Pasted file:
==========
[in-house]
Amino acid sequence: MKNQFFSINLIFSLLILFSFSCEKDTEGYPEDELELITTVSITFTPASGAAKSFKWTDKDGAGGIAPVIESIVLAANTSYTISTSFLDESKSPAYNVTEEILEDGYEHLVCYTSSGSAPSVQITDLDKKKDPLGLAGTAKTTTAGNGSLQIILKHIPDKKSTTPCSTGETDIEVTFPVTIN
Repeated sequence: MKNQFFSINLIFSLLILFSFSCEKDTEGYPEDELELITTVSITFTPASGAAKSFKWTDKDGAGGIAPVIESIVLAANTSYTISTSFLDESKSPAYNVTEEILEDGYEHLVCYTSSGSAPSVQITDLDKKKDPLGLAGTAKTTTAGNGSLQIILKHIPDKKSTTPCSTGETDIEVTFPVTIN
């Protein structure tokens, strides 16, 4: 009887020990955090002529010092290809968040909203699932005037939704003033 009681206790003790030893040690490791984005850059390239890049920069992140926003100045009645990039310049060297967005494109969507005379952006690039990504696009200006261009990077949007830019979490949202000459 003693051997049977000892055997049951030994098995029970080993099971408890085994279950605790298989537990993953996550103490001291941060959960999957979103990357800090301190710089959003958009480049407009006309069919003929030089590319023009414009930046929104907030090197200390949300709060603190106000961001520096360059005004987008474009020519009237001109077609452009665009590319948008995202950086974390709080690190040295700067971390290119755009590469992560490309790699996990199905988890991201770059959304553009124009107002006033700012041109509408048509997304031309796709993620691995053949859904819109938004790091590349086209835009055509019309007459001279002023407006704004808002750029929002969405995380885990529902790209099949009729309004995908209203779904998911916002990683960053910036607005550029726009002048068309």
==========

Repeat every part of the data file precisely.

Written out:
[in-house]
Amino acid sequence: MKNQFFSINLIFSLLILFSFSCEKDTEGYPEDELELITTVSITFTPASGAAKSFKWTDKDGAGGIAPVIESIVLAANTSYTISTSFLDESKSPAYNVTEEILEDGYEHLVCYTSSGSAPSVQITDLDKKKDPLGLAGTAKTTTAGNGSLQIILKHIPDKKSTTPCSTGETDIEVTFPVTIN
Repeated sequence: MKNQFFSINLIFSLLILFSFSCEKDTEGYPEDELELITTVSITFTPASGAAKSFKWTDKDGAGGIAPVIESIVLAANTSYTISTSFLDESKSPAYNVTEEILEDGYEHLVCYTSSGSAPSVQITDLDKKKDPLGLAGTAKTTTAGNGSLQIILKHIPDKKSTTPCSTGETDIEVTFPVTIN
């Protein structure tokens, strides 16, 4: 009887020990955090002529010092290809968040909203699932005037939704003033 009681206790003790030893040690490791984005850059390239890049920069992140926003100045009645990039310049060297967005494109969507005379952006690039990504696009200006261009990077949007830019979490949202000459 003693051997049977000892055997049951030994098995029970080993099971408890085994279950605790298989537990993953996550103490001291941060959960999957979103990357800090301190710089959003958009480049407009006309069919003929030089590319023009414009930046929104907030090197200390949300709060603190106000961001520096360059005004987008474009020519009237001109077609452009665009590319948008995202950086974390709080690190040295700067971390290119755009590469992560490309790699996990199905988890991201770059959304553009124009107002006033700012041109509408048509997304031309796709993620691995053949859904819109938004790091590349086209835009055509019309007459001279002023407006704004808002750029929002969405995380885990529902790209099949009729309004995908209203779904998911916002990683960053910036607005550029726009002048068309």